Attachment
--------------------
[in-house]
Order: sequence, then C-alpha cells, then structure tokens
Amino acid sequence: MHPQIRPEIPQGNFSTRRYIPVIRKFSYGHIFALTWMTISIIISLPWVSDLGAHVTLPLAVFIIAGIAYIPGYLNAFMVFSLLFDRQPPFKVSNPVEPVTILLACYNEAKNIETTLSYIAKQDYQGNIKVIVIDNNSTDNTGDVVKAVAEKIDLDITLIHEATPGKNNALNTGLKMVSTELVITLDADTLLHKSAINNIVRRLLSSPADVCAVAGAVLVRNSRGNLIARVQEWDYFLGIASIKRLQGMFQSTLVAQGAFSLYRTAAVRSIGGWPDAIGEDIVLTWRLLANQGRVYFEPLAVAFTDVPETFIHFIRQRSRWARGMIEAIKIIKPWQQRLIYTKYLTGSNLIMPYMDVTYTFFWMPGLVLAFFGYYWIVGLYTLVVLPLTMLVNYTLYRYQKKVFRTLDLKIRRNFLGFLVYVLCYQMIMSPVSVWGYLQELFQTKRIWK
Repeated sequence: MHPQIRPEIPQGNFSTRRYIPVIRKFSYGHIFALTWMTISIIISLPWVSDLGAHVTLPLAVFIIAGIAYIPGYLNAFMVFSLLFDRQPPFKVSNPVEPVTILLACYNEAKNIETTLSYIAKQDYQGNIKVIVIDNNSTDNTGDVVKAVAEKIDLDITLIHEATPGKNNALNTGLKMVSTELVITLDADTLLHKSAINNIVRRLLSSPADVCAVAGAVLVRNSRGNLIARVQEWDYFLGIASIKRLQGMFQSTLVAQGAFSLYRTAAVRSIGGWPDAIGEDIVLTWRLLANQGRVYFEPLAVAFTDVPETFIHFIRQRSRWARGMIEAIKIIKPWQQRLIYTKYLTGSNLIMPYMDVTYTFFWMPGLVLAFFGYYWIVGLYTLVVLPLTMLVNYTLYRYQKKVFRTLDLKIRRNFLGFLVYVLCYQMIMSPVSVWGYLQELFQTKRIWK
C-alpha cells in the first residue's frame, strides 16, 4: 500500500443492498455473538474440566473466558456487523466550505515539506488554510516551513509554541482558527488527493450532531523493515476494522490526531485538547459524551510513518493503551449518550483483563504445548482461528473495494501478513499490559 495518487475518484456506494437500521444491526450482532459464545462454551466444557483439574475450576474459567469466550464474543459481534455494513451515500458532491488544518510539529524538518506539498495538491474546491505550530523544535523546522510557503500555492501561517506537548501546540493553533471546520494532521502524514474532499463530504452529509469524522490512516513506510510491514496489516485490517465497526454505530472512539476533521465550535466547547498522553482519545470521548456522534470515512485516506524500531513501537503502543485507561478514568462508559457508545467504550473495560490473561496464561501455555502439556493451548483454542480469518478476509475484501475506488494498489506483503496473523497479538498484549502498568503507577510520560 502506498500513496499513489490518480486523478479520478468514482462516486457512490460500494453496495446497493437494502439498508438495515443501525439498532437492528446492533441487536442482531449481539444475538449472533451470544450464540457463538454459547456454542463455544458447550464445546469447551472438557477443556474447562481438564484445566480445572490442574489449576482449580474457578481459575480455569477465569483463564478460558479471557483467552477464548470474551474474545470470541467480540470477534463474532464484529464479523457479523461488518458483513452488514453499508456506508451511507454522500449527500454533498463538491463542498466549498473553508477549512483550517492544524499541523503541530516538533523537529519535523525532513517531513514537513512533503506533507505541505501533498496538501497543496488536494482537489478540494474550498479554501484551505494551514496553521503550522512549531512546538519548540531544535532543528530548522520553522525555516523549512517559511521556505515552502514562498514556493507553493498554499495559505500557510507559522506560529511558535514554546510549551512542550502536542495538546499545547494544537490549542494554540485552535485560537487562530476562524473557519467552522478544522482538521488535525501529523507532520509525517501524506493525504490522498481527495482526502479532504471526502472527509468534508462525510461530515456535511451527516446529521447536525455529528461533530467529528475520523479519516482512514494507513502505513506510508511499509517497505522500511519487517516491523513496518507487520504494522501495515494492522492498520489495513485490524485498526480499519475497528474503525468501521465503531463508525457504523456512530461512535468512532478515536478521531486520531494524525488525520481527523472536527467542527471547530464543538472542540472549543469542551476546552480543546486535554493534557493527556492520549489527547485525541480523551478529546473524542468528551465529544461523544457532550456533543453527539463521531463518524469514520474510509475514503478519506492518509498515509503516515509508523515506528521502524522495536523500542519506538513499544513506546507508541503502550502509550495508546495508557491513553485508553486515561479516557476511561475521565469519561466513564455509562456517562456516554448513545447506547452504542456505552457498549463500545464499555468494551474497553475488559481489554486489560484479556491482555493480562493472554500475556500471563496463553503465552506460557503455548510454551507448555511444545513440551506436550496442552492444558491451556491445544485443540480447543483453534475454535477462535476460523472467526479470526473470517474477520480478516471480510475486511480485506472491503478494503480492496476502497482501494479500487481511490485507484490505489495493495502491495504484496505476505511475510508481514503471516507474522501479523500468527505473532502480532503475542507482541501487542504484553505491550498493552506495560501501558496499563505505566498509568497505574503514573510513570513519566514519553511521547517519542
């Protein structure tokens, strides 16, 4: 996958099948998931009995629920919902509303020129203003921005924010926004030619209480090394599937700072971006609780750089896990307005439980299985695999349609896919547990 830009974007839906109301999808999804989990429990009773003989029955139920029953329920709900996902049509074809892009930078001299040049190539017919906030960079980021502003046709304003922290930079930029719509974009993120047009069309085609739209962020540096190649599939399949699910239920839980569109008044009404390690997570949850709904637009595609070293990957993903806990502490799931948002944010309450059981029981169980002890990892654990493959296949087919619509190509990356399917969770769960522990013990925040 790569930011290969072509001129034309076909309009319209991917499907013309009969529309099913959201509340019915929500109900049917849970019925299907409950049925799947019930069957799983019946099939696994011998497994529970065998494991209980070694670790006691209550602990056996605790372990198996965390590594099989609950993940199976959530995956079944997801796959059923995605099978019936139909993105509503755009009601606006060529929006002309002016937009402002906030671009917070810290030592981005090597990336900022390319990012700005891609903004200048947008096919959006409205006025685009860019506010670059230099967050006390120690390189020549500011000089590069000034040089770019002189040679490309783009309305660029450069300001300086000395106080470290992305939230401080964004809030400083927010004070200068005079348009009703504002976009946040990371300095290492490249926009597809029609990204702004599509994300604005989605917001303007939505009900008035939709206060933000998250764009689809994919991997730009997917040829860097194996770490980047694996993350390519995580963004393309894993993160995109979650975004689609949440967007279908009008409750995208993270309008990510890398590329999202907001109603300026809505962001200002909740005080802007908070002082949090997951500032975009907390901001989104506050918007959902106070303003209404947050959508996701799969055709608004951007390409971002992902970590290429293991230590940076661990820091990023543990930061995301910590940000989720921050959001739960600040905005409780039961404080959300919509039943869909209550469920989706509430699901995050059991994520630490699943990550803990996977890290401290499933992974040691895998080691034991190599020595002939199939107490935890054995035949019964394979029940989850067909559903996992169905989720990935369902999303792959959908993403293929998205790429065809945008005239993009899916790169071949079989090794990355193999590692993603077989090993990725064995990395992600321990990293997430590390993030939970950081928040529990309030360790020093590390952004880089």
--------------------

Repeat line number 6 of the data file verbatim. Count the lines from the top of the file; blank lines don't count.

């Protein structure tokens, strides 16, 4: 996958099948998931009995629920919902509303020129203003921005924010926004030619209480090394599937700072971006609780750089896990307005439980299985695999349609896919547990 830009974007839906109301999808999804989990429990009773003989029955139920029953329920709900996902049509074809892009930078001299040049190539017919906030960079980021502003046709304003922290930079930029719509974009993120047009069309085609739209962020540096190649599939399949699910239920839980569109008044009404390690997570949850709904637009595609070293990957993903806990502490799931948002944010309450059981029981169980002890990892654990493959296949087919619509190509990356399917969770769960522990013990925040 790569930011290969072509001129034309076909309009319209991917499907013309009969529309099913959201509340019915929500109900049917849970019925299907409950049925799947019930069957799983019946099939696994011998497994529970065998494991209980070694670790006691209550602990056996605790372990198996965390590594099989609950993940199976959530995956079944997801796959059923995605099978019936139909993105509503755009009601606006060529929006002309002016937009402002906030671009917070810290030592981005090597990336900022390319990012700005891609903004200048947008096919959006409205006025685009860019506010670059230099967050006390120690390189020549500011000089590069000034040089770019002189040679490309783009309305660029450069300001300086000395106080470290992305939230401080964004809030400083927010004070200068005079348009009703504002976009946040990371300095290492490249926009597809029609990204702004599509994300604005989605917001303007939505009900008035939709206060933000998250764009689809994919991997730009997917040829860097194996770490980047694996993350390519995580963004393309894993993160995109979650975004689609949440967007279908009008409750995208993270309008990510890398590329999202907001109603300026809505962001200002909740005080802007908070002082949090997951500032975009907390901001989104506050918007959902106070303003209404947050959508996701799969055709608004951007390409971002992902970590290429293991230590940076661990820091990023543990930061995301910590940000989720921050959001739960600040905005409780039961404080959300919509039943869909209550469920989706509430699901995050059991994520630490699943990550803990996977890290401290499933992974040691895998080691034991190599020595002939199939107490935890054995035949019964394979029940989850067909559903996992169905989720990935369902999303792959959908993403293929998205790429065809945008005239993009899916790169071949079989090794990355193999590692993603077989090993990725064995990395992600321990990293997430590390993030939970950081928040529990309030360790020093590390952004880089």